High School and Beyond Plans: Necessary or Harmful to Students? 

Ava Wine, Staff Writer

In the Lake Washington School District, students must know what college they plan on going to as freshman and work towards that goal throughout the four years of high school. In the Issaquah School District, we use High school and beyond plans as more of a suggestion or as something to rely on, but it still like most schools in Washington, high school and beyond plans are a requirement to graduate.  Most schools use Xello or other apps like Career Cruiser to help their students create a high school and beyond plan. They do this by completing surveys about interests and strengths until the website ranks professions that match your experience and lifestyle. Xello also lets you know what learning style is best for you and what your personality is like. When asked, most if not all students said that they have completed this. While this may benefit students, it could also put a huge stress on freshmen and restrict them to a single pathway? 

Are these plans really necessary? Eastlake High School freshman Ella Saccone (which is in the Lake Washington School District) states, “Personally, I do not think they are very necessary because I already know what I want to do but I can see why it could be necessary for people that do not know what they want to do in life.” IHS junior Lillian Schaefer agrees, saying, “It depends on what you want to do with your life.” They both mentioned that it depends on the career, but that is not the only thing Xello is used for at our school.  

Elida Castellon, an IHS career counselor who specializes in high school and beyond plans, shares, “The nice thing about using Xello is it gives students the ability to figure out what they are good at, and I think it is super beneficial for [students] to discover that.”  

All underclassmen said they do not know what college they want to go to except for a freshman in the LWSD, Annika Shankara who replied,” I want to go to any Ivy League school in the U.S.” Is the LWSD’s way more stressful or beneficial? ISD sophomore Sophia Im says, “That sounds super stressful,” when she was told about the LWSD’s way of using school credit. Senior Jade Wimberly counters saying, “I would be more relaxed with a plan because you would have something to rely on.” Castellon states, “It could be beneficial for students that like more academic rigor but also it could lead to more stress for students who have not decided if they even want to go to college.” That leads to the question; should this be optional?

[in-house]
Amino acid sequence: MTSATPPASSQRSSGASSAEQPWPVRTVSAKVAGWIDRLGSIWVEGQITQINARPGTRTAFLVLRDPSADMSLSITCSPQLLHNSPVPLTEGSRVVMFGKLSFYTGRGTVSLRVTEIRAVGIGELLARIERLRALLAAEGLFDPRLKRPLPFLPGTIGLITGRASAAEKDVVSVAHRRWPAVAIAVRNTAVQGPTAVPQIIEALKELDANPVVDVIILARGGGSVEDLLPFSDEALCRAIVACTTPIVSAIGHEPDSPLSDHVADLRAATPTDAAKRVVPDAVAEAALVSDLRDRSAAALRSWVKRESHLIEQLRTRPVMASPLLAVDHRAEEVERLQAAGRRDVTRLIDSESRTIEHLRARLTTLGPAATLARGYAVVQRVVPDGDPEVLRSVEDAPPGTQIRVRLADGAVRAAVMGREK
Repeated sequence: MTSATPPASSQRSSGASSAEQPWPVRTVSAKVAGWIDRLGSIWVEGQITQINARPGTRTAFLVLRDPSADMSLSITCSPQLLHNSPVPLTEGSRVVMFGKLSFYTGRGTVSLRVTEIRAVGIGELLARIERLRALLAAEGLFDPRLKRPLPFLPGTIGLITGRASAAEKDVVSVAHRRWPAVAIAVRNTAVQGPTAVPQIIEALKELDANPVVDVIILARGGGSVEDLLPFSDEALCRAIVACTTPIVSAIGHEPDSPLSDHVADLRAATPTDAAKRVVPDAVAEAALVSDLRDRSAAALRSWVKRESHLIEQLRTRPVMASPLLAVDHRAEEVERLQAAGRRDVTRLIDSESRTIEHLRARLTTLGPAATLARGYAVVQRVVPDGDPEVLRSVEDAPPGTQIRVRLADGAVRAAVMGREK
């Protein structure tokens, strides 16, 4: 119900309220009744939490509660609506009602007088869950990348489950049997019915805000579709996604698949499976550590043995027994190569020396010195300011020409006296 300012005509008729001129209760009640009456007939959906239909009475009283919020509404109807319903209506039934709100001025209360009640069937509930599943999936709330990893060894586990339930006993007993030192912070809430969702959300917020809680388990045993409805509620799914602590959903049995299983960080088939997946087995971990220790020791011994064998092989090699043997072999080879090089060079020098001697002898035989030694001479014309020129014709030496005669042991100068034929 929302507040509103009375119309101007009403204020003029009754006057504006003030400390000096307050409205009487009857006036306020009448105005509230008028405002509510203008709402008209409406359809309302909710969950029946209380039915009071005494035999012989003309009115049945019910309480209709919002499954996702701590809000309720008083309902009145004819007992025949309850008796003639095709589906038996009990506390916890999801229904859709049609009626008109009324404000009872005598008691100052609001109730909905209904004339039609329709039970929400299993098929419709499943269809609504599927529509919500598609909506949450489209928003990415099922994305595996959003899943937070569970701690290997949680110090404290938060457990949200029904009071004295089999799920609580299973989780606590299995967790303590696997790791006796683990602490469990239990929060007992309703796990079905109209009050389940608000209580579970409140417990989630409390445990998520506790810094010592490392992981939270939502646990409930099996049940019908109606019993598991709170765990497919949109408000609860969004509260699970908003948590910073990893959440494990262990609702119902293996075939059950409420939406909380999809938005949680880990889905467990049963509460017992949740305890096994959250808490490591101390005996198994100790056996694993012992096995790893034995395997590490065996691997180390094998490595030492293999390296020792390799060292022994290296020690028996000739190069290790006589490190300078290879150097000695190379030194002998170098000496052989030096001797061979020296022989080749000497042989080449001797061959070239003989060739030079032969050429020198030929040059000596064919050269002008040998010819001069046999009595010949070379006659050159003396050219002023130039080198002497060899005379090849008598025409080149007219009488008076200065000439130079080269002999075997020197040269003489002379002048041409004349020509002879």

Students and teachers have mixed feelings about the LWSD’s way of using Xello.   Most students think that Xello is only used for careers, but it can be used for a lot more than that. Many people use Xello to find out more about “backup” careers or looking into the pricing of specific schools. This program can be beneficial, not only because of its ranking of professions but also because of how the website shows you the salary, description, and what education you need to pursue it. By completing this program as a freshman, you can use the rest of high school to save up.  Along with those, it tells you the pricing of the college which is super beneficial for seniors who are needing to turn in applications soon. 

Overall Xello can be super useful and helpful, but students favor the ISD’s way over the LWSD’s way because ISD gives students more of a push to help with the hard decisions that eighth graders and freshmen must make. Meanwhile, The LWSD pushes their students more strictly and Xello is used twice as much as the ISD. If this program was optional, it could be very beneficial to people who are stressed out with having to make these decisions so young or those who do not want to take time. On the contrary, however, students who do not complete these workshops could stress over their senior year and bring unneeded stress into their lives. Not only will this affect them because of stress, but it will also make it more challenging to figure out what jobs they want to pursue or if they even want to continue their education.